Daily Archives: March 29, 2012

Tom Krugman says that we can have a medical care system every bit as good as England’s if we just try hard enough – no thanks

I see nothing the matter, praise Allah!

Woman dies as Muslim nurse finishes his prayers. Actually, although the news article focuses on a lying, callous Muslim head nurse, the entire description of nursing home care as provided by this institution is pretty damn depressing – the old lady never had a prayer.

(h/T, Richard)


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You want us to arrest someone? Alright, we’ll arrest someone!

Florida cops arrest ten-year-old for felony burglary of a bicycle. He did leave his tricycle behind as a sort of swap, but that wasn’t enough to enable him to escape the long arm of the law. Judging from his name, I suspect that the child is black. I’d think Reverend Al and his pals could better shift their attention to this foolishness and if they did, I’d support them.


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There was a time when the choice between heating your home with natural gas or oil was a toss-up. No longer.

Natural gas prices hit a ten-year low today. Home heating oil is what, Five bucks a gallon? Ouch, and so far as I know, you can’t get gas north of the Merritt so all those big houses are growing more expensive to heat every day. We need more pipelines up there, but the population density is probably too low to justify the expense. I smell a new government program!



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Well I didn’t mean WE couldn’t, jackass

Obummer, 2009: You can’t go take a trip to Las Vegas on the taxpayers’ dime”.

Today: Michelle and the girls landing in Las Vegas on a family trip.

The contempt these nouveau rich hillbillies have for the American public exceeds all bounds. That older girl of theirs was just in Mexico for the past two weeks and now they’re off on another spree? Does she actually attend that private school of hers or does a guaranteed graduation come with the fee?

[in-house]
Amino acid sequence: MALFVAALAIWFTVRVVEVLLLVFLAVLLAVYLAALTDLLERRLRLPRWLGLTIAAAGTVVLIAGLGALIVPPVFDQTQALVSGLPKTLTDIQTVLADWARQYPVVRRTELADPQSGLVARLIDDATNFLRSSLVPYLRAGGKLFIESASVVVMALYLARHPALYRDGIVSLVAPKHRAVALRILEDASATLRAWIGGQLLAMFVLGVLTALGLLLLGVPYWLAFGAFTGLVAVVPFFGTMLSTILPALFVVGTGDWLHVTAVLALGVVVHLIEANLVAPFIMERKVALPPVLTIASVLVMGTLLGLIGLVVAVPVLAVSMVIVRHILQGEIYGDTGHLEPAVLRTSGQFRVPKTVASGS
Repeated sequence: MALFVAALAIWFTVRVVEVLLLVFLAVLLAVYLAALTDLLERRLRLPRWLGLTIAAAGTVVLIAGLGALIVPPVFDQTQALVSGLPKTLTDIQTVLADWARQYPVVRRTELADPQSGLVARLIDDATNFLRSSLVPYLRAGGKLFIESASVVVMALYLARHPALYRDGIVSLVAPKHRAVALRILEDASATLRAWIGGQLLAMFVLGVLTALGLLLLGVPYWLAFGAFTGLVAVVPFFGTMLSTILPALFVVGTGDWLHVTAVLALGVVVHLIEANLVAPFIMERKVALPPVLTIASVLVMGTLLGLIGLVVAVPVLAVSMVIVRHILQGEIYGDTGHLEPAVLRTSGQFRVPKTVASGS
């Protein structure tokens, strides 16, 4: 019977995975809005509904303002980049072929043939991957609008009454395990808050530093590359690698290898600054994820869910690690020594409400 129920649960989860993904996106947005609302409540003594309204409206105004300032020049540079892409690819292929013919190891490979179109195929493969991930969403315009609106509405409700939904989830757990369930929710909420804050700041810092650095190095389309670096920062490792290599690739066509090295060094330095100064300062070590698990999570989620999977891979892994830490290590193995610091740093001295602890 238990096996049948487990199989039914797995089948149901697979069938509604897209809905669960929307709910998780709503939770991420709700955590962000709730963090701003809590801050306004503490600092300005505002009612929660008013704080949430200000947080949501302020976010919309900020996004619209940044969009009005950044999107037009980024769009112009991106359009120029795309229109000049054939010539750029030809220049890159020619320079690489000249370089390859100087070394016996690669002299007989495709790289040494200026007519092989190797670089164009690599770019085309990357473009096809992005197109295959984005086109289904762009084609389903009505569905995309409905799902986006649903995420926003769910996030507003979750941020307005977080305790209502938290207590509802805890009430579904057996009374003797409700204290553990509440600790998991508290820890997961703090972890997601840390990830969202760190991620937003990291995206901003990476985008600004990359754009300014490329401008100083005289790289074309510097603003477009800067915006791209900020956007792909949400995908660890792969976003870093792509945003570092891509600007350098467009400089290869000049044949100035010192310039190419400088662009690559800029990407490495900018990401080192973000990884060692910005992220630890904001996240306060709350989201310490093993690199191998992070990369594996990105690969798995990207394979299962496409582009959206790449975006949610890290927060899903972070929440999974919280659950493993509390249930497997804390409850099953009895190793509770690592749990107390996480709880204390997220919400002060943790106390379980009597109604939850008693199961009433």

Hawaii for Christmas, Aspen for Winter Vacation, Mexico for Spring Break and now Vegas. All at a time when the Great Divider is calling for “shared sacrifice”. Uh huh.


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What do you make of this?

The Feds have arrested that Jet Blue pilot who went nuts the other day and he’s facing twenty years in jail.The press has disclosed the details of his erratic behavior but so far, nothing else, so I’ll reserve judgment (something our president might practice next time he’s tempted to engage in a little race baiting). For instance, blood tests at the hospital might have shown drugs in his system or alcohol, and that would justify his arrest.

But just from what the public knows, the poor man seems to have gone completely out of his mind and that is not a crime in America – no evil intent, no crime (well, except for environmental laws, but that’s another discussion). Why the arrest, then and, if he’s to be arrested, why not disclose the reason? “Interfering with a flight crew” tells us nothing we didn’t know, but why did he do it?

Is this some kind of bizarre reaction to the Zimmerman case in Florida, showing that the feds will arrest white people? That seems incredibly far-fetched, but here’s another theory, maybe not quite so unlikely: the TSA wants to show how tough it is. They have a track record of harassing nonagenarians and infants and everyone in between, so a deranged pilot would fit into their target range – hell, there’s no one who isn’t in their target range.

So I’m puzzled by this rush to indictment, and I’m interested in seeing how this plays out.


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One bear helping another

Waiting for Tesei

69-year-old nude hiker attacked by a mountain lion, saved by a mama bear. Happened in California (all) naturally.


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Nothing, absolutely nothing gets by the E. Hartford Police

Dead sheep found next to burned candles and other accoutrements of some wacko sacrificial religion (I’d start with the Haitians and move on to the Democrat Underground).

There was blood on the ground near the candles, said Lt. Rick Soto of the East Hartford Police.

Police suspect the sheep had been killed, he said. It was removed from the water and disposed of.

Police are investigating

Dead things drenched in blood often suggest that conclusion.


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An accepted offer on Summit Road in Riverside

72 Summit

72 Summit, priced at $2.095 million. This one is no surprise at all, comparing it to other houses in the price range (although I did think that Lake Drive South house asking $1.895 offered a better location and almost – not quite, but almost – as much house. I wonder if these buyers lost out on Lake or just came later to the Riverside circus? The owners really did a fine job of renovation.


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So what was there out there to see on Broker Open House Day?

Well, I trekked over to Martindale, mostly because of brother Gideon’s (false) promise of food. Saw a decent, if sideways piece of land and a beautiful house. Unfortunately, they were on two separate lots. And just as a by-the-bye, what’s with aluminum gutters on a $4.5 million house?

19 Boulder Brook